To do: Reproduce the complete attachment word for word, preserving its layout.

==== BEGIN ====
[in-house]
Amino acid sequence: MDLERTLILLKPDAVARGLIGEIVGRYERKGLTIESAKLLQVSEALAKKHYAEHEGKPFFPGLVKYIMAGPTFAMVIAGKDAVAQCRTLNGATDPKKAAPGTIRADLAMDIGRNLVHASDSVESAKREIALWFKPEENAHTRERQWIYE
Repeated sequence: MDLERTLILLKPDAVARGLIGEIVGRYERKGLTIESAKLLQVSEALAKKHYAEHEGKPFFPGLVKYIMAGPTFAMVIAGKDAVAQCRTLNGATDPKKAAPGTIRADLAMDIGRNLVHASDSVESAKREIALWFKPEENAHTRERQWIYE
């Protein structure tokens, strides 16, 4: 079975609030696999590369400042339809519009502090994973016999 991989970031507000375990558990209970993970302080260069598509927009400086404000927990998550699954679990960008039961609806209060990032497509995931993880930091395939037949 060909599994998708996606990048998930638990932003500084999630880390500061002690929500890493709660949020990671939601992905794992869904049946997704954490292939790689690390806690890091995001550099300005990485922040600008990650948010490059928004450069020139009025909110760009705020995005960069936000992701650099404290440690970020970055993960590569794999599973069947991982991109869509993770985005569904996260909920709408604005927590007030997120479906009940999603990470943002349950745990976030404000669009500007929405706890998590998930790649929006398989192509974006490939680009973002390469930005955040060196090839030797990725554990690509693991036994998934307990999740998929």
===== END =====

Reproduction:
[in-house]
Amino acid sequence: MDLERTLILLKPDAVARGLIGEIVGRYERKGLTIESAKLLQVSEALAKKHYAEHEGKPFFPGLVKYIMAGPTFAMVIAGKDAVAQCRTLNGATDPKKAAPGTIRADLAMDIGRNLVHASDSVESAKREIALWFKPEENAHTRERQWIYE
Repeated sequence: MDLERTLILLKPDAVARGLIGEIVGRYERKGLTIESAKLLQVSEALAKKHYAEHEGKPFFPGLVKYIMAGPTFAMVIAGKDAVAQCRTLNGATDPKKAAPGTIRADLAMDIGRNLVHASDSVESAKREIALWFKPEENAHTRERQWIYE
């Protein structure tokens, strides 16, 4: 079975609030696999590369400042339809519009502090994973016999 991989970031507000375990558990209970993970302080260069598509927009400086404000927990998550699954679990960008039961609806209060990032497509995931993880930091395939037949 060909599994998708996606990048998930638990932003500084999630880390500061002690929500890493709660949020990671939601992905794992869904049946997704954490292939790689690390806690890091995001550099300005990485922040600008990650948010490059928004450069020139009025909110760009705020995005960069936000992701650099404290440690970020970055993960590569794999599973069947991982991109869509993770985005569904996260909920709408604005927590007030997120479906009940999603990470943002349950745990976030404000669009500007929405706890998590998930790649929006398989192509974006490939680009973002390469930005955040060196090839030797990725554990690509693991036994998934307990999740998929």